The closure of the Forth Road Bridge until the new year is a matter of "national significance", Scottish Transport Minister Derek Mackay has said.
He called for understanding from the public across Scotland as repair work is carried out on a structural fault on the crossing.
The decision to close the bridge was taken by the Scottish Government after inspections carried out by specialist engineers and following advice and assessment of the fault by independent experts.
The complete closure came into force at midnight, with major tailbacks experienced on diversion routes at rush hour on Friday morning.
Mr Mackay said the decision was "not taken lightly", and steps are being taken to lessen the impact of the closure.
The problem was first identified during a routine inspection on Tuesday. Traffic was restricted that evening but it was later decided that the bridge should be closed entirely.
Additional rail, ferry and park-and-ride facilities are to be put in place. Emergency service vehicles will still be able to use the bridge when responding to calls.
Engineers said a 20mm crack in a truss under the southbound carriageway close to the bridge's north tower could not have been predicted and happened quickly.
The area had been inspected in May and no damage was found, but a routine inspection of another element had brought the fault to engineers' attention.
They said that continuing to allow traffic to use the bridge would "increase the risk of causing extensive secondary damage to the structure".
It is anticipated it will take around a week for design, further inspections and preparatory work to be undertaken, followed by around two weeks to carry out the repair work.
Timescales could be affected by adverse weather conditions.
Mr Mackay said: "Every effort is being made to open the bridge as quickly as possible but safety is the main priority, however these works are weather dependent given the height and location of the bridge.
"We are aware of the potential economic impact, for strategic traffic in the east of Scotland and on people living in local communities.
"This is an unprecedented challenge in the maintenance of the Forth Road Bridge. On balance following advice from engineers and independent experts, the full closure is essential for the safety of the travelling public and to prevent further damage to the structure of the bridge.
"The bridge operators Amey have a robust inspection team in place and these defects are problems that have only occurred in the last number of weeks.
"We are taking every step we can to lessen the impact of this closure. Action now will mean that any closure is much shorter than it might be if we waited."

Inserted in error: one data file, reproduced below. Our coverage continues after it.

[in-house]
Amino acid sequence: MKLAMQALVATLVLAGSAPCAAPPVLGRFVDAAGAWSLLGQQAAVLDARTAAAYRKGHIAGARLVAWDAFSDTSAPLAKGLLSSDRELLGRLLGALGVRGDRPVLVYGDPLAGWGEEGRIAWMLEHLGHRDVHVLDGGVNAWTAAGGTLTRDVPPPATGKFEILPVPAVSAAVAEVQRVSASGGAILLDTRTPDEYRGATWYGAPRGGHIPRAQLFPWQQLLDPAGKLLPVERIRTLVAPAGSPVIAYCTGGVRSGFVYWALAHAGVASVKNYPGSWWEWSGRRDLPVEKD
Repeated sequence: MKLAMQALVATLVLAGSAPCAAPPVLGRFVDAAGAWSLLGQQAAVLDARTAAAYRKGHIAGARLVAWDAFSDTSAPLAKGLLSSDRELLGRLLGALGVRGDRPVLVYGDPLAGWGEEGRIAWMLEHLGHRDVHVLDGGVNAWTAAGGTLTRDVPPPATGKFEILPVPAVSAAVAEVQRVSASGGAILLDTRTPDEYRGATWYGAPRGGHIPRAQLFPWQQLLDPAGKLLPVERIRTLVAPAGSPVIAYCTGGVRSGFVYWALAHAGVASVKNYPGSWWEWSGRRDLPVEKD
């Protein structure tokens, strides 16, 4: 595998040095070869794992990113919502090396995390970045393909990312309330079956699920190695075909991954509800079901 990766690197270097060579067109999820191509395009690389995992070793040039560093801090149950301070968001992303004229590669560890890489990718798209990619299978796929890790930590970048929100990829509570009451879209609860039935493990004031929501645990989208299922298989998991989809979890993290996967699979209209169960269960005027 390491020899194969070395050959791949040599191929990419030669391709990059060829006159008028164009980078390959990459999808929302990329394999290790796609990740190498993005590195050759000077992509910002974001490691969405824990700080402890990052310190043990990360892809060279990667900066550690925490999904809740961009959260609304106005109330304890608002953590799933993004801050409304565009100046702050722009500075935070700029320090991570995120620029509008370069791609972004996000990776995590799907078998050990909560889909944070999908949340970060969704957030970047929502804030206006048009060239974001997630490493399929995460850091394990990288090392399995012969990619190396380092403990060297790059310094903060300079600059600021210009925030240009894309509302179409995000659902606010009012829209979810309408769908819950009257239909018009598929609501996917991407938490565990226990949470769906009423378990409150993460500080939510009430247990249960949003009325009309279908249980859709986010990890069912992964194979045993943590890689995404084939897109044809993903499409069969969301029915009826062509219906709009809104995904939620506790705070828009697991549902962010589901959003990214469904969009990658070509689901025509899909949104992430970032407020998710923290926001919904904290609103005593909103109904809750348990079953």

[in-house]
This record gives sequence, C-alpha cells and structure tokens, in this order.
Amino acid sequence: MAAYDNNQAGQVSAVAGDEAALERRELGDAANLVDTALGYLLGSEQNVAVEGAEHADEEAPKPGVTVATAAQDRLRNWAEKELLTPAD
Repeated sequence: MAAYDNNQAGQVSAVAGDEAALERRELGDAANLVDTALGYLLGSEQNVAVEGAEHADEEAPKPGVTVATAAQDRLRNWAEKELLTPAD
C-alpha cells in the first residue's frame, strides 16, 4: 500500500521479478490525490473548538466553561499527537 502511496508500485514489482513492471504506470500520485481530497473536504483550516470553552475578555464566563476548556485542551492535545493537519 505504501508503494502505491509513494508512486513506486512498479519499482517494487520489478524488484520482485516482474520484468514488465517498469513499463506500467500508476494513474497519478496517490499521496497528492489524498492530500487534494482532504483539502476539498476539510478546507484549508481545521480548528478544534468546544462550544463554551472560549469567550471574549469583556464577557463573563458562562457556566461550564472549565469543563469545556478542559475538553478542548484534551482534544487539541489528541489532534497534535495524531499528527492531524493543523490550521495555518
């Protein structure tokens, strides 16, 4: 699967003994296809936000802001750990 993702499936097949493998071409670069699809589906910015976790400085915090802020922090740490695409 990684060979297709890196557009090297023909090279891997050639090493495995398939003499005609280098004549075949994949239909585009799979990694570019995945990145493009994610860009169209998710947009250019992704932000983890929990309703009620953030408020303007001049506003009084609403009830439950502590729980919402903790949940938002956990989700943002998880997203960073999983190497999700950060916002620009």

He added: "I am sure the population of the whole country will recognise that this isn't just a local matter. This is a matter of national significance."
Mr Mackay said every effort is being made to identify available rolling stock for the rail network, while people are also being encouraged to car share, travel outside peak times and agree flexible working solutions with their employers where possible.
The closure could have a knock-on impact on rail services across the rest of the country.
ScotRail said it is adding extra carriages and staff for services on the rail bridge to and from Fife, saying it is a "national priority".
Mr Mackay said: "We want to identify any available rolling stock from elsewhere. The current rolling stock in Scotland is used at maximum capacity.
"If some of it (the rolling stock) comes from another area, there has to be a degree of understanding about the support provided in view of the decision taken to close the bridge."
On the economic impact, he added: "We will engage with the business community and if there are any other measures we can take, we are all ears."
Chartered engineer Mark Arndt, from Amey, said: "This is a complex engineering challenge. The component failure is in a difficult-to-access location and our response is also highly dependent on weather conditions.
"We continue to work around the clock on inspections, assessments and calculations along with the development of designs to effect the necessary repairs, while at the same time mobilising all the resources required to reopen the bridge as soon as is possible."
Engineers said further damage to the section could have caused the bridge deck to drop by around six inches and would have led to the closure of the crossing for "a number of months".
About 70,000 vehicles cross the bridge each week day, and around 24 million every year.
Long delays were reported on alternative routes during Friday morning's rush-hour, with Traffic Scotland warning of tailbacks stretching to 11 miles at one point on the approach to the Kincardine bridge, while there was a six-mile queue around the Clackmannanshire bridge.